Another argument for transparency ...
I've been unable to shake the disturbing flood of feelings upturned over the past few days; feelings that grew out of the visit with friends from the past. In thinking back to Thursday evening I realized that -- though many years have passed since our last visit -- the ability to enter into intimate conversation was so powerful and so fast that it was less than an hour into our visit that I began to learn things about Don that had gone unspoken over many years of friendship. It provided further evidence of just how natural is this sense of urgency that is now a part of my everyday being. Talk among peers is rarely "small" anymore.
He is no longer the young husband of my friend, Jewell, and the father of 3 lovely little girls. He is now 86 and a veteran of WWII who landed on Normandy Beach just one day after D-Day. Perhaps it was the fact that we've reached the apex of our lives and are now re-tracing our steps ... I don't know. For whatever reason, he rose and went to his room to bring back recent writings which he wanted to share with me. (He'd mentioned that he was leading a creative writing class for men at his church.)
Don settled back into his chair and searched through a sheaf of papers and came up with a most moving piece of writing. It was his account (read in the calmest of voices) of having visited Buchenwald on the second day after it was liberated. It was brief; little more than a scant half-page; typical of my friend -- New England terse. It was stunning in its restraint -- leaving room for the imagination to soar through the giant empty spaces left between words and the moments of brief hesitation as he read. Time had not softened the impact of the unspeakable images on the mind of this kind and loving man sitting now in this built-with-his-own-hands beautiful home deep in the redwoods. He'd wordlessly communicated to me (his old friend), "this I need you to know." The silence, when his voice stopped, was weighted with the not yet spoken.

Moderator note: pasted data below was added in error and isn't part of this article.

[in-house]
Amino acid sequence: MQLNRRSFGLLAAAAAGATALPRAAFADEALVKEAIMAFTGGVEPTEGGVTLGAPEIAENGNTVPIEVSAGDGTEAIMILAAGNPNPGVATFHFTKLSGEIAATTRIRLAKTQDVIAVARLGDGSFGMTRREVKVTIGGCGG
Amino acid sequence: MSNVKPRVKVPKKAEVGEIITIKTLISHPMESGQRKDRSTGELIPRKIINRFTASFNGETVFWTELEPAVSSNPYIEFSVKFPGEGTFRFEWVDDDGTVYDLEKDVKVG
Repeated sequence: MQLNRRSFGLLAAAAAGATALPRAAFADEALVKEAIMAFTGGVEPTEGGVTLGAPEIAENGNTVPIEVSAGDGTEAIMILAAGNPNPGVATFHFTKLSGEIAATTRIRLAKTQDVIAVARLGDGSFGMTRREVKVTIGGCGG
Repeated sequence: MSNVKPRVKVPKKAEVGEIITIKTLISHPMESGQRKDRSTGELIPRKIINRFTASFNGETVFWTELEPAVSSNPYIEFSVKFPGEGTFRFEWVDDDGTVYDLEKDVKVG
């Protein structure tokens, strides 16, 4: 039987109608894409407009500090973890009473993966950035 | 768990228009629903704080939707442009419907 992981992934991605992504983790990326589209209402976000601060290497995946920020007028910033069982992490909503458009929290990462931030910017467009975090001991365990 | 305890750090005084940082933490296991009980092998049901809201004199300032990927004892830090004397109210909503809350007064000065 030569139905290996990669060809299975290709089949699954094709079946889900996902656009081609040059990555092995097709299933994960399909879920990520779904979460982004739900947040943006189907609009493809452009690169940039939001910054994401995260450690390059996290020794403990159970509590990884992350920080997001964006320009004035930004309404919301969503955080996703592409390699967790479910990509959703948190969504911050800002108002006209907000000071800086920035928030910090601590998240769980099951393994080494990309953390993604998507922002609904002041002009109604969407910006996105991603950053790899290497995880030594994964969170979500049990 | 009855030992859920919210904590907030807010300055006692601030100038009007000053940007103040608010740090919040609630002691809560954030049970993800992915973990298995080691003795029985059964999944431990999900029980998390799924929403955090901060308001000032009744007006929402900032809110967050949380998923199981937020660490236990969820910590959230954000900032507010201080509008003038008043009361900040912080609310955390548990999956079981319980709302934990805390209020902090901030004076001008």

Don had been in the room during my presentation at the college that afternoon -- which obviously cast him back to the era of WWII. The presentation placed us both in that history; a walk back through time that we'd avoided over all the years.
I drove home yesterday with a copy of my shy friend's account of the holocaust tucked into my bag -- never ever having guessed that he'd been carrying around those images since they were seared onto his brain long ago. Small wonder that his chosen career was one of compassion -- that of a social worker. Or that he would have been so actively involved in trying to save the world from its self-inflicted wounds. He was as motivated by the horror he'd witnessed as I am by my own family's history -- so deeply grounded in slavery.